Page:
Allegory to Myth
In the Republic, Plato uses reason to model the ultimate form of civilization where everyone achieves his/her human potential. This should not be confused with individual equality, for Plato sees a harmonious and virtuous community where citizens are under a hierarchy and working together for the greater good of the state. The question, however, remains: How does one achieve Plato’s ideal state when there is evil and deception in the world? In answering this question, Plato puts forth two arguments: an allegory to describe the complexities and necessities of reality, and a royal lie to carry out the ideal form of civilization. In this paper, I argue Plato’s Allegory of the Cave justifies the need for a royal lie found in the Myth of the Metals, for the royal lie serves as an instrument towards achieving the ultimate polis. I examine this claim by describing and analyzing both the Allegory of the Cave and the Myth of the Metals, as well as depicting the philosopher’s challenges and the royals lie’s instrumental purpose.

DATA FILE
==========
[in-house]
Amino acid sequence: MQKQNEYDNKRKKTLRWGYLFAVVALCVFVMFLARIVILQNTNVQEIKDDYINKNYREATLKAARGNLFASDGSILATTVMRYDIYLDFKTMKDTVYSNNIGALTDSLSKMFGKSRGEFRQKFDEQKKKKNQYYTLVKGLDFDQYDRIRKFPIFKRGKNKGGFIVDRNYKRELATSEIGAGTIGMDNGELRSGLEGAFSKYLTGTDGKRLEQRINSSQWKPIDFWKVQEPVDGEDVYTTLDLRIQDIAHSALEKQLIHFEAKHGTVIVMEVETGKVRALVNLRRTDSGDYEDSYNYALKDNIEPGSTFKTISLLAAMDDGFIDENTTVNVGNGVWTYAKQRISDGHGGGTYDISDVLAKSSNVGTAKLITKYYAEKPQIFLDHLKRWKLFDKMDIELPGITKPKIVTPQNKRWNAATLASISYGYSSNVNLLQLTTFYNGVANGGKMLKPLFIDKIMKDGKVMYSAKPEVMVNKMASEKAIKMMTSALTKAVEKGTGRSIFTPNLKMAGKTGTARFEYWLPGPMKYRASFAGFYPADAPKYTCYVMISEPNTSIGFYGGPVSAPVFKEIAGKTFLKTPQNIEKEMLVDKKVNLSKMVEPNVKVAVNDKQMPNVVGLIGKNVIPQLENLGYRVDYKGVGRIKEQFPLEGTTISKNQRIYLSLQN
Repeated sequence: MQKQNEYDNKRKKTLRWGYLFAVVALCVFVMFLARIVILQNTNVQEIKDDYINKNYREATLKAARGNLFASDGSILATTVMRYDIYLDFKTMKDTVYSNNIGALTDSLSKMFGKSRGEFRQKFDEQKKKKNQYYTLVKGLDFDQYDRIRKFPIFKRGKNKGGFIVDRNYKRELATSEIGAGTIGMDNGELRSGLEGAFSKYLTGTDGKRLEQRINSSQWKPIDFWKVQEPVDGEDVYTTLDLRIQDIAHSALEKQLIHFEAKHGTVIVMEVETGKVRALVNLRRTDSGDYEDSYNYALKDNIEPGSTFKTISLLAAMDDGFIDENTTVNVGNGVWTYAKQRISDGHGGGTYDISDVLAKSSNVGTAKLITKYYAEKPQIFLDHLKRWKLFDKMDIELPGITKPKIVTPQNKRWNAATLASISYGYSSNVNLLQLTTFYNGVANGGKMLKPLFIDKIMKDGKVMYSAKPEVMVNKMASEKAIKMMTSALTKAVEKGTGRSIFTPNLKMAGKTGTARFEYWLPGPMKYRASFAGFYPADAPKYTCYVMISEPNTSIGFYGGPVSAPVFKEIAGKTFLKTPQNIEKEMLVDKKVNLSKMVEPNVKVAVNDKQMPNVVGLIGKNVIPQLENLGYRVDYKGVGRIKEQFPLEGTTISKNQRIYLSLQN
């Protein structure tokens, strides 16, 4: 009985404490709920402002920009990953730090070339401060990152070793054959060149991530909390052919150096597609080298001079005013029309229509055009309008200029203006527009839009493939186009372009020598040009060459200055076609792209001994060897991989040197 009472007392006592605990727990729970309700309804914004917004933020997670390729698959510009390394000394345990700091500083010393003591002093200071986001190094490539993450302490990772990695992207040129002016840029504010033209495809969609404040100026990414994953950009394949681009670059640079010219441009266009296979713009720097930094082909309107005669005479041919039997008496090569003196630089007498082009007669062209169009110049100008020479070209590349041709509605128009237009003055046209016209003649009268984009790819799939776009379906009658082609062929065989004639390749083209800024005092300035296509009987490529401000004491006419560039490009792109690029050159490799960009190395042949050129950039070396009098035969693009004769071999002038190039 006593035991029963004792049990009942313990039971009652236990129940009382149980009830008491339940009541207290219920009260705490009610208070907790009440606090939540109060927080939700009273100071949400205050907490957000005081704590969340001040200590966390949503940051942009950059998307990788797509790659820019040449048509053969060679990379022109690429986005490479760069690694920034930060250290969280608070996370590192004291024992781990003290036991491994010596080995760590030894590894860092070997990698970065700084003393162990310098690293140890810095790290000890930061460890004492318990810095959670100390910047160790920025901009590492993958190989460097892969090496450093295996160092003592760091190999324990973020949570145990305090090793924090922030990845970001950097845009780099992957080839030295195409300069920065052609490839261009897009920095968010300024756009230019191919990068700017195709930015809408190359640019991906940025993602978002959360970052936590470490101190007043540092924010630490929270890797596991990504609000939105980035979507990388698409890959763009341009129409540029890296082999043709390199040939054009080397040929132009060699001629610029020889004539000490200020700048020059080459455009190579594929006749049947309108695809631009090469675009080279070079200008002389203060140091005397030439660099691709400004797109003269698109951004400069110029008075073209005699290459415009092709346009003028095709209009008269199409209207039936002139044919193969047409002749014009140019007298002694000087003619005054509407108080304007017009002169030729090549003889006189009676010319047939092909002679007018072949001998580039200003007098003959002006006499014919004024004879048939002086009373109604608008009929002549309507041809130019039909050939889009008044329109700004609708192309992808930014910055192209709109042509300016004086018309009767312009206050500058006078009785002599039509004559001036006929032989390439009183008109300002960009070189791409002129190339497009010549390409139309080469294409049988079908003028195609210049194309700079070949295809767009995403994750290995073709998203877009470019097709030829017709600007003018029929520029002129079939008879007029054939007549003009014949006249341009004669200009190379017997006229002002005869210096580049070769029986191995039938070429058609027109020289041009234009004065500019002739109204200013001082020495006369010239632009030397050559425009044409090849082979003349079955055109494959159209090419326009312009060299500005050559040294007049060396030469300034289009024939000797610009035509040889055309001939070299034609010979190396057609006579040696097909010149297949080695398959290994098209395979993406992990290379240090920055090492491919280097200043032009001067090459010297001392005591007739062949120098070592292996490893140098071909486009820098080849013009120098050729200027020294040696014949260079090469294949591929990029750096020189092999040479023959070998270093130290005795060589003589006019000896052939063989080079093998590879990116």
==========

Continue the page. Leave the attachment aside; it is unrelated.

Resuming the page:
Plato’s Allegory of the Cave starts in a world where men are strapped to the hard floor in a sitting position. The reader is told “[t]hey’ve been there since childhood, fixed in the same place, with their necks and legs fettered, able to see only in front of them.” This deprivation of movement does not allow the cave dwellers to turn their heads, thus giving them the inability to grasp what exists around them. The only things the dwellers can see are the images of shadows projected by inanimate objects behind their backs. Since shadows are all they observe, shadows are all they know, symbolizing the realm of deception in which they live in. In order to correct this delusion, a philosopher must step into the cave and rule over the cave dwellers, liberating them of all evils. Accordingly, in the next stage of the allegory, Plato introduces the development of the philosopher by liberating one of the cavemen to the outside light....
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